Technically, it was possible to assemble a Redstone rocket with solid propellant steps and launch a satellite since 1953, but everything was limited by the lack of interest on the political Olympus. If we assume that von Braun (or another space enthusiast) could convince a sufficient number of decision makers that the launch of the first satellite would be a historical event with a huge PR effect, the first satellite could have been launched even then. The scenario, when the satellite and the fourth stage are loaded in secret and launched in September 1956, looks like a movie and is not realistic. It is unlikely that von Braun would have risked his entire career for the sake of priority. Theoretically, his actions could justify in hindsight, they say, "the winners are not judged," but these are very dubious constructions. Also here a curious problem appears - Juno I could not put satellites weighing more than a dozen kilograms into orbit. And more load-lifting rockets would have to wait for years. A loud launch of the space age could turn into a long period of stagnation, when restrictions on the mass of satellites would not allow launching anything as complex as it could be.

At this realistic scenarios end, and then go fantasy.

Scenario 3. With and without war

Start "V-2"

Could it be possible to launch a satellite on any modification of the V-2? In the original version - no. Engine "V-2" was 26 tons against 36 at Redstone, and the specific impulse - 203 seconds at sea level against 235 at Redstone. Plus, a normal solid fuel mix will not appear before 1947, so that the upper solid fuel stages would also be less effective. The lack of material evidence means that the two-stage intercontinental A-9 / A-10 rocket, which they wanted to use for the US shelling, did not go further than the sketches. But, theoretically, if in the late 1930s, instead of military developments, von Braun was given the task of launching a satellite and provided with resources, he could well have done it in the 1940s. But for then, many extremely serious changes in history would be required.

Option 4. Magic hitcher

Rocket Lambda-4S, photo Momotarou2012 / Wikipedia

Probably, the deadline when it would be possible to launch a satellite without high technologies that had fallen from the sky are the thirties. But for this, it would have to involve the knowledge and experience of the second half of the 20th century, and, what is most amusing, the Soviet Union becomes a country that could do this. Until 1942 (the first launch of the V-2), there are no powerful liquid rocket engines in the world. Therefore, the only option is solid fuel. Before the invention of composite fuels, the only option is ballistic powder. This is a specially processed smokeless powder that burns more slowly. He has a low specific impulse, in the region of 200 seconds, but this is still more than two times better than the specific impulse of black powder. The USSR develops Katyusha in the late 30s, therefore it is the world leader in the development and production of ballistic powder for missiles. In the 30s, it is impossible to make a full-fledged control system (a rocket in flight maintains an unstable equilibrium, like a pencil on a finger), and here it is necessary to take advantage of the Japanese experience. Launch Lambda-4S, first launched in 1966, used a minimum of complex electronics. She started with a ramp, induced on the desired angle. Then the rocket spun up and maintained stability on the principle of a top. Before the separation of the last, fifth, stage, the control system turned it along the axis of rotation of a single gyroscope. Such a primitive control system could be created in the 30s.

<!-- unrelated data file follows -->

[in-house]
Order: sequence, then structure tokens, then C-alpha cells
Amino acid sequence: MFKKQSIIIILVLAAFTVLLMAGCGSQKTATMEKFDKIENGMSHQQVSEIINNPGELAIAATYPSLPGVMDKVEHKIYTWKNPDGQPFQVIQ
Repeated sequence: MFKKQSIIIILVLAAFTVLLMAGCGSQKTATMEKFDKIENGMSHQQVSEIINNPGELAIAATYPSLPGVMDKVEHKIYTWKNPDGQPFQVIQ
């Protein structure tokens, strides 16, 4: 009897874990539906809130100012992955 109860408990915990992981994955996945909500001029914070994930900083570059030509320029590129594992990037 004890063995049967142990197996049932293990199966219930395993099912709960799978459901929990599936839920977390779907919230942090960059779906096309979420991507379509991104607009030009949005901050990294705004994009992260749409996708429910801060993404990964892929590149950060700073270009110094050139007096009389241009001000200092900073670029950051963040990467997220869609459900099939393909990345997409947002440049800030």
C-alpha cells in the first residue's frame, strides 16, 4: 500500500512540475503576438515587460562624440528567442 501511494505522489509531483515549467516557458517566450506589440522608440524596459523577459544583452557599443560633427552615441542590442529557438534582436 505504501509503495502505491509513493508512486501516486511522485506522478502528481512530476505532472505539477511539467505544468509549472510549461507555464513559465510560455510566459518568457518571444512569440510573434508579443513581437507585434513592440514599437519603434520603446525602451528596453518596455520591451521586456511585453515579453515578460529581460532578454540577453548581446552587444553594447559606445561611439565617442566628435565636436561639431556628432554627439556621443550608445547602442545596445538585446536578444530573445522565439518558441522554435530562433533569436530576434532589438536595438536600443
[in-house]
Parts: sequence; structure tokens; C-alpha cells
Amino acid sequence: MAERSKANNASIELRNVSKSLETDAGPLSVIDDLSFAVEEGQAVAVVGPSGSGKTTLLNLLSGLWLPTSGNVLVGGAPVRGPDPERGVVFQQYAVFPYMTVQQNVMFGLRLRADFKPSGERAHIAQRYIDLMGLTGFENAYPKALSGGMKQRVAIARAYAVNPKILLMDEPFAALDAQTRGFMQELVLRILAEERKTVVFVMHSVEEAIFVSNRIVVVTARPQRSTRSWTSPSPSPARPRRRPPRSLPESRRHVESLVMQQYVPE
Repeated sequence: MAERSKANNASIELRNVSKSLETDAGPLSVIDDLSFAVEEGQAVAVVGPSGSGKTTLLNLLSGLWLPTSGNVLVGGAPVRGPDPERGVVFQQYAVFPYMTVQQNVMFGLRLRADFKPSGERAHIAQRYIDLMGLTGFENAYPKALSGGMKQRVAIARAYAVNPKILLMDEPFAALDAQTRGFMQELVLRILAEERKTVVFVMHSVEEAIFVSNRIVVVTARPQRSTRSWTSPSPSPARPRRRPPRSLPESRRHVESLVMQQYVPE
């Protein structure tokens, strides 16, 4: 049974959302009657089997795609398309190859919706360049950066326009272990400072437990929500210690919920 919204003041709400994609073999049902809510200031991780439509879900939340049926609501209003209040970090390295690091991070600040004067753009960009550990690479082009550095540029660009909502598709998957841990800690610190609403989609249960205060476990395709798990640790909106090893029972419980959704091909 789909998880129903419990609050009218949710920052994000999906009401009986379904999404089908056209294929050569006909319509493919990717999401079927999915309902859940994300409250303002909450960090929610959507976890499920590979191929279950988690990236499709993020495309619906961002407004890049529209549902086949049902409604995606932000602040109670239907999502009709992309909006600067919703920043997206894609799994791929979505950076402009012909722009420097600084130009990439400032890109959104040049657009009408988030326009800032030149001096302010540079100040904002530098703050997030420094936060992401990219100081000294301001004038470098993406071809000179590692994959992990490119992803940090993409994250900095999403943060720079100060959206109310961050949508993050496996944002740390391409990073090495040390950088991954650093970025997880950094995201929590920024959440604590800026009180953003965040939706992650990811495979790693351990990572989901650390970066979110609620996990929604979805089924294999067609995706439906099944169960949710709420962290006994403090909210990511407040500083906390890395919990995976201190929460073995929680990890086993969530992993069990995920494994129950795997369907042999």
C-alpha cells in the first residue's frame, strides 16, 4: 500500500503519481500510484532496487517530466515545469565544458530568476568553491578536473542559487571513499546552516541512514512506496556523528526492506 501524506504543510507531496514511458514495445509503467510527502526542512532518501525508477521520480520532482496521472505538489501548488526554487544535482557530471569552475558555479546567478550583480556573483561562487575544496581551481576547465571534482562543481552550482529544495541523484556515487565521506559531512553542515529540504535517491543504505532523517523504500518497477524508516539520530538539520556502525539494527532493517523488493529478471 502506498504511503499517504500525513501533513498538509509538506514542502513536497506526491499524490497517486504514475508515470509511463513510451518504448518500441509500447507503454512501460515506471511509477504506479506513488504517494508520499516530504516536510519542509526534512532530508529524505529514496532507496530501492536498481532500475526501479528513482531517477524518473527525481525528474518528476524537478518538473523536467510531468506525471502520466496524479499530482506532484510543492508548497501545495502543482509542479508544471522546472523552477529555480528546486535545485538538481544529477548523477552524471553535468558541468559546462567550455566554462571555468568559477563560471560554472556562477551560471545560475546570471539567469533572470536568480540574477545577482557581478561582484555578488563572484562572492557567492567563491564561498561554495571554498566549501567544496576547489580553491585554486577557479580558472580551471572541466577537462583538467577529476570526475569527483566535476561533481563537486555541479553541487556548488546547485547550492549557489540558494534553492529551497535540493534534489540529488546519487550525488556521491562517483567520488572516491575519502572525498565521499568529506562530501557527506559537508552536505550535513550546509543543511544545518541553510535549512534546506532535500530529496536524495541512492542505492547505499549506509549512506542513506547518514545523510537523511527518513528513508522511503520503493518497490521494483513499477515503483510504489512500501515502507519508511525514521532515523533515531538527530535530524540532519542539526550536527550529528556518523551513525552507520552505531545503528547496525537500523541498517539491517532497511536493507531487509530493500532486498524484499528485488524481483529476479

Lambda-4S derivation scheme, source:

Due to the smaller specific impulse, there would be many steps, no less than three, and the payload would be minimal. Instead of a radio transmitter, you probably would have to deploy, for example, a reflector — a transmitter and batteries would be too heavy. But technically the scheme turns out quite workable.


In addition to amusing technical tasks, such experiments with an alternative history suggest a curious thought - the launch of the first satellite took place at a very good time and was made the most suitable country for this. If the United States were the first to launch a satellite, then such an intense space race might not have happened. In the end, overcoming the sound barrier in the United States in 1947, even if it caused some excitement, did not turn the world upside down. A good time is called because the Soviet Union was already prepared very powerful booster, and the United States was finishing the development of their own. A variety of technologies were ready to connect and cause the extremely rapid development of astronautics.

Happy holiday! On the 60th anniversary of the launch of the first satellite!